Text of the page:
Elkar Records have grown a massive catalogue of Basque music. John Potter meets their founder

I’m in a wood at the foot of a mountain in the Basque Country with Anjel Valdes and he is looking for mushrooms. It’s a passion of his to walk in the silence of this spectacular scenery in Gipuzkoa province and a bonus if he can collect some big mushrooms along the way.

But this isn’t why we’re here. Valdes has been producer and coordinator at Elkar Records for 30 years. He has chosen to talk to me about it all in one of his favourite locations in the south of Euskal Herria (or Basque Country) which straddles part of northern Spain and south-west France. Elkar (it means ‘together’) has long been promoting Basque music, language and culture, and the purple and yellow logo on their shops is familiar throughout the region.

Valdes explains: “Elkar Records was founded in 1972. We began with literature and books and then started working on music and traditional songs, all in the Basque language, first with singers from the northern part of the Basque Country. Elkar began in Bayonne but then came to the south at the beginning of the ’80s.” Their recording studio is based in Donostia-San Sebastian.

“We have a very important catalogue of music that now has more than 1,300 releases. Songs express the culture of the people, their dreams, and in our case the most important compositions speak about freedom and love and territory. And so if you put all of our tracks and recordings one after the other you can tell a very good story of our culture and our development.”

My own first encounter with Basque music was through this very magazine in the late ’90s through the phenomenon of triki-pop. Traditional trikitixa (accordeon) and panderoa (tambourine) music had been given a new lease of life by the addition of pop rhythm sections and young bands such as Maixa ta Ixiar and Alaitz eta Maider were quick to attract listeners, including me. My first long distance contact with Anjel Valdes was at that time and he has been sending me review copies of albums ever since.

Although trikitixa is still a vital ingredient of much of the music, there are many other popular styles and new singers and musicians appear all the time.

But let’s go back to the beginning. “We can find our roots in traditional instruments and singers and we must speak about Oskorri, a very important band that finally disbanded two years ago. They did their last concert in Bilbao and we released a special album with a DVD. Mikel Laboa is also an important singer in our catalogue as is Benito Lertxundi and some others who began their careers in the 1960s and ’70s. The passing of time has given them authority. Benito Lertxundi is now 76 years old and he continues recording and giving concerts. After him comes Ruper Ordorika who was from a new generation closer to a pop and rock style. Ruper is a very good songwriter who writes lyrics in a special way that connects with people. His last three albums are remarkable and very important for me. Mikel Urdangarin is another very special singer from a younger generation.”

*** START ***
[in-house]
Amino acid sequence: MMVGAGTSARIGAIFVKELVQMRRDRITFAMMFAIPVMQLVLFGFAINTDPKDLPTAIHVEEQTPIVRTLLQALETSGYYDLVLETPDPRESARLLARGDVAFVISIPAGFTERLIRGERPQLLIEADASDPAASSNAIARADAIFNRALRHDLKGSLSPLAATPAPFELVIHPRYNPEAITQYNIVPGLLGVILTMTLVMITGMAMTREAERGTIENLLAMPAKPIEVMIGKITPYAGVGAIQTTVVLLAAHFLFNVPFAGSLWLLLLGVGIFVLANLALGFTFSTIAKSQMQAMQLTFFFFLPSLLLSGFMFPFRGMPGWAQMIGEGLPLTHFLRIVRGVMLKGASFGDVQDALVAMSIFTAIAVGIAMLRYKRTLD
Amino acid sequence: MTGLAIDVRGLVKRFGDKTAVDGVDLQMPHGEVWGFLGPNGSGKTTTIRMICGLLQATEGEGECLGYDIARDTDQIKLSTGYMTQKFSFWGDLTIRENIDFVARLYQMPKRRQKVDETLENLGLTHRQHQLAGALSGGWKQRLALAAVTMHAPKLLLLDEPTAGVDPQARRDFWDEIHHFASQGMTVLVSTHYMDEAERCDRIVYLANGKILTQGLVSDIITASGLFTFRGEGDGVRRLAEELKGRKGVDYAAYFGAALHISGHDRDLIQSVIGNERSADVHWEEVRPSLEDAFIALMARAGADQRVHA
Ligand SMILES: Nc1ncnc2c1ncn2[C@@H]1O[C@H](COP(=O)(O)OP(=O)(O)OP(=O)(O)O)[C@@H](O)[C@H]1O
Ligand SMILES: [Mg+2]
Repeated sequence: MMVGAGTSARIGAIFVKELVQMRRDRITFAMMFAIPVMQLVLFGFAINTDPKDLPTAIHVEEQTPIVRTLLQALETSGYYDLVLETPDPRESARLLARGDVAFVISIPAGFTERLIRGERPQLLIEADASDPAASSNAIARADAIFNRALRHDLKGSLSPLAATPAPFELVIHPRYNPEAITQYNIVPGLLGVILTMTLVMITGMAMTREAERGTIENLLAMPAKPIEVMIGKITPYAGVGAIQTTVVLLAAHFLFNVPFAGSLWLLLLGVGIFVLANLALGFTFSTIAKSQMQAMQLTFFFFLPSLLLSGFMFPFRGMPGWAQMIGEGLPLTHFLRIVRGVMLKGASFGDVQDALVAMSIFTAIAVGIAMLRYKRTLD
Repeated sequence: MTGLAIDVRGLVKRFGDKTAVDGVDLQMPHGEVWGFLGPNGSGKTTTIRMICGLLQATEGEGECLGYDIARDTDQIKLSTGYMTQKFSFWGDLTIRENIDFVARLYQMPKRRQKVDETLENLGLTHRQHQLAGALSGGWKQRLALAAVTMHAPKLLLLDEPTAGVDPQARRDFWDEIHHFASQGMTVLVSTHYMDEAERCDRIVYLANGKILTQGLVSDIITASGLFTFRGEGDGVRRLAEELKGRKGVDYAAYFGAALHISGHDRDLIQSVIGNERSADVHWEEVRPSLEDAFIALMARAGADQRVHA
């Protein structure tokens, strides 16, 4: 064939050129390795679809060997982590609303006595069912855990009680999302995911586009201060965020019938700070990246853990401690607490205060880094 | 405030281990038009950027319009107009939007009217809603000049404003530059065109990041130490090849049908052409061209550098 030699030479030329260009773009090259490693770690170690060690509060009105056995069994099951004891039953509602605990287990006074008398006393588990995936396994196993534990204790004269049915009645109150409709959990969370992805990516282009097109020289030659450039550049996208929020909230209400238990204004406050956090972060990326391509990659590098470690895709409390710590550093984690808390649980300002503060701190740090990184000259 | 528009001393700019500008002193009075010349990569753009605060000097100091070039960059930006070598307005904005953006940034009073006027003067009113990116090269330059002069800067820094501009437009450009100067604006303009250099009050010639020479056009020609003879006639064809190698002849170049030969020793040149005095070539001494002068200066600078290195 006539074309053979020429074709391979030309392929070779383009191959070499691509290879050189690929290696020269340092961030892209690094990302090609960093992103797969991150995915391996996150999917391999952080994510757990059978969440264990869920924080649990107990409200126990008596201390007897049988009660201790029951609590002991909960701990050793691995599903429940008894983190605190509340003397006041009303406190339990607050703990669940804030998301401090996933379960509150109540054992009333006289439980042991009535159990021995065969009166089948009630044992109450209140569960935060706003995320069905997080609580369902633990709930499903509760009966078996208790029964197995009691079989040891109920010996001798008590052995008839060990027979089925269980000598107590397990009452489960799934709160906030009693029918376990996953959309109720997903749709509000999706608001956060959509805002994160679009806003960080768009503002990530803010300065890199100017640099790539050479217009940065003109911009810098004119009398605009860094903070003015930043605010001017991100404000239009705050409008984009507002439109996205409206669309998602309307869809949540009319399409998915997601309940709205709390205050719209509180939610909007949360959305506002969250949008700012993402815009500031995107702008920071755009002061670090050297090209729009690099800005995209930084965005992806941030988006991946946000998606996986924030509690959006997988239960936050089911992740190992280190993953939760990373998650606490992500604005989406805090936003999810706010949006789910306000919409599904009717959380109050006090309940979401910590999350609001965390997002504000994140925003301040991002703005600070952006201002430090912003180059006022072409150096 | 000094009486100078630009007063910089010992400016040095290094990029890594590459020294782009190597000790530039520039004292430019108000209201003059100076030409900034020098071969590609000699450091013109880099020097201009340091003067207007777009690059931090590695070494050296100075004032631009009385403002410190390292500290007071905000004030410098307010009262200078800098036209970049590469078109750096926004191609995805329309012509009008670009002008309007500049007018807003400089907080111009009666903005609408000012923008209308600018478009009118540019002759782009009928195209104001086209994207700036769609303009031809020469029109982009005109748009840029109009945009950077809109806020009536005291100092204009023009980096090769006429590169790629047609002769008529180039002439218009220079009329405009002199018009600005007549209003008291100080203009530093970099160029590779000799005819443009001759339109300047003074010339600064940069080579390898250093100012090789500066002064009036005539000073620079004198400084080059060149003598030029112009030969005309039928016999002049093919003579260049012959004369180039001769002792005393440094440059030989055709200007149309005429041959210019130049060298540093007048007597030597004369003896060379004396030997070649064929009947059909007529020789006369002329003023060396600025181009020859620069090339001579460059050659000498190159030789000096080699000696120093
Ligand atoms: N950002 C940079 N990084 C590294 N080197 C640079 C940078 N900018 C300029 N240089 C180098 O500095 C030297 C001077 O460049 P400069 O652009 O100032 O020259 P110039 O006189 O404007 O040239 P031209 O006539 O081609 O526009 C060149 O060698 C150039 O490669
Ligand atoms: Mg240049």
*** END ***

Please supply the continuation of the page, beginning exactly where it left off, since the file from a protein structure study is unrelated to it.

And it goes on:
Valdes is a philosophical man who thinks deeply about the wider issues and implications of what he does. “The most important thing is always the artist and the song. All of us need to be consoled and music offers us one essential way. If you have made 1,300 productions you will find some albums among them that are very, very important. So my work is to listen to the artist and to coordinate the ideas with my team.”

“I’ve learned that it’s better to continue than to win. You can win once or twice in your life but if the moment arrives when you have to disappear it is very sad. So sales are never the most important thing. The continuation of our work regardless of sales is what is most vital. It’s not possible to work in this job if you don’t like the music. People need freedom and we need love and freedom and we need dreams and this is the essence of the songs, of the poetry. I think that we must believe that someday the world will be changed, like we thought in the ’60s.”

The Basque language, known as Euskara, seems to be unrelated to any other language and is possibly the oldest in Europe. There are around one million who understand and speak it while 400,000 use it as their first language. With a language not even spoken by all Basques does this present an obstacle to wider recognition? “There is great music everywhere” says Valdes, “in Cuba, in Okinawa, in Africa and so on. We are just a small territory in Europe and we aren’t expecting to achieve a lot of worldwide attention. For now, it’s just important that we try first to spread these
songs and music among the Basque people.”

 “I want to say strongly that songs are the last guardians of the culture – and even if people don’t understand the language they will recognise the songs.”

www.elkarargitaletxea.eus

(Iturria: Folk Roots aldizkaria)

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